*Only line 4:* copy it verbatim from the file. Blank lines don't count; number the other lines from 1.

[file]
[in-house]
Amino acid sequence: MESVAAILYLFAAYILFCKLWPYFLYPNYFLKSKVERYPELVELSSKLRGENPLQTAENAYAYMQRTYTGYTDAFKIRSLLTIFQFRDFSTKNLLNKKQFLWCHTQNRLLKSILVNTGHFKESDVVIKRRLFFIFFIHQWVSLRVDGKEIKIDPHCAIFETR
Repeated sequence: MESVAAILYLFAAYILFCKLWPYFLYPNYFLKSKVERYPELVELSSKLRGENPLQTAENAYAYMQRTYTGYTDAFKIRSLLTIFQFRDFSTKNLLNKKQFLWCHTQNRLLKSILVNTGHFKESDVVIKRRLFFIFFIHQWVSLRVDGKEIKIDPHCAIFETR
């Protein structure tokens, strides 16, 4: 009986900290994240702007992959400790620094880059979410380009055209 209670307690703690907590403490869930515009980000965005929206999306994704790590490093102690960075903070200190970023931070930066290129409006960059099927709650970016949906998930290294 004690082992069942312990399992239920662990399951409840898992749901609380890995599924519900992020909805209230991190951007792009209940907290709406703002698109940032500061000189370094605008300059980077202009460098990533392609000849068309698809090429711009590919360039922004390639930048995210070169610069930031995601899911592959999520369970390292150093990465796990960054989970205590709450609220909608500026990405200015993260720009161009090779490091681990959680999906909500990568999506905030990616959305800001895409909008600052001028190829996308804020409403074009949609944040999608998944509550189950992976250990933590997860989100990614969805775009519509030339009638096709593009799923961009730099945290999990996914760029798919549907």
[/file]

């Protein structure tokens, strides 16, 4: 009986900290994240702007992959400790620094880059979410380009055209 209670307690703690907590403490869930515009980000965005929206999306994704790590490093102690960075903070200190970023931070930066290129409006960059099927709650970016949906998930290294 004690082992069942312990399992239920662990399951409840898992749901609380890995599924519900992020909805209230991190951007792009209940907290709406703002698109940032500061000189370094605008300059980077202009460098990533392609000849068309698809090429711009590919360039922004390639930048995210070169610069930031995601899911592959999520369970390292150093990465796990960054989970205590709450609220909608500026990405200015993260720009161009090779490091681990959680999906909500990568999506905030990616959305800001895409909008600052001028190829996308804020409403074009949609944040999608998944509550189950992976250990933590997860989100990614969805775009519509030339009638096709593009799923961009730099945290999990996914760029798919549907």